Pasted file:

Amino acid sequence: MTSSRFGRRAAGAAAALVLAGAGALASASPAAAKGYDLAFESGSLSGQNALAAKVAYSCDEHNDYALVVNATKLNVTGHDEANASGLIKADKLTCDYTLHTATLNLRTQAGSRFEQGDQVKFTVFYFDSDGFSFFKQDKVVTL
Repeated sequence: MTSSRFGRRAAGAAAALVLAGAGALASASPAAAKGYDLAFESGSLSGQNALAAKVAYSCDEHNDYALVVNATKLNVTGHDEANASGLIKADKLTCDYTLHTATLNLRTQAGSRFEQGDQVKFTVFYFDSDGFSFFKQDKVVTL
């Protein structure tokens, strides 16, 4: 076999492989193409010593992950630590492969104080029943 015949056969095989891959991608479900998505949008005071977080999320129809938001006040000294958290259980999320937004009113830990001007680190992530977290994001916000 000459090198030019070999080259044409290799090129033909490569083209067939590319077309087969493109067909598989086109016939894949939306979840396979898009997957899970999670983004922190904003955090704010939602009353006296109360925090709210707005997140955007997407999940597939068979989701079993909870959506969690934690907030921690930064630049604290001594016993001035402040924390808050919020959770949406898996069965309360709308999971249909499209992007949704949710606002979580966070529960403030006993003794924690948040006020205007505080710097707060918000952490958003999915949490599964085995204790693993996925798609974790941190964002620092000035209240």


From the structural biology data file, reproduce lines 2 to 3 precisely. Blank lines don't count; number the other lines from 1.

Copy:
Repeated sequence: MTSSRFGRRAAGAAAALVLAGAGALASASPAAAKGYDLAFESGSLSGQNALAAKVAYSCDEHNDYALVVNATKLNVTGHDEANASGLIKADKLTCDYTLHTATLNLRTQAGSRFEQGDQVKFTVFYFDSDGFSFFKQDKVVTL
């Protein structure tokens, strides 16, 4: 076999492989193409010593992950630590492969104080029943 015949056969095989891959991608479900998505949008005071977080999320129809938001006040000294958290259980999320937004009113830990001007680190992530977290994001916000 000459090198030019070999080259044409290799090129033909490569083209067939590319077309087969493109067909598989086109016939894949939306979840396979898009997957899970999670983004922190904003955090704010939602009353006296109360925090709210707005997140955007997407999940597939068979989701079993909870959506969690934690907030921690930064630049604290001594016993001035402040924390808050919020959770949406898996069965309360709308999971249909499209992007949704949710606002979580966070529960403030006993003794924690948040006020205007505080710097707060918000952490958003999915949490599964085995204790693993996925798609974790941190964002620092000035209240």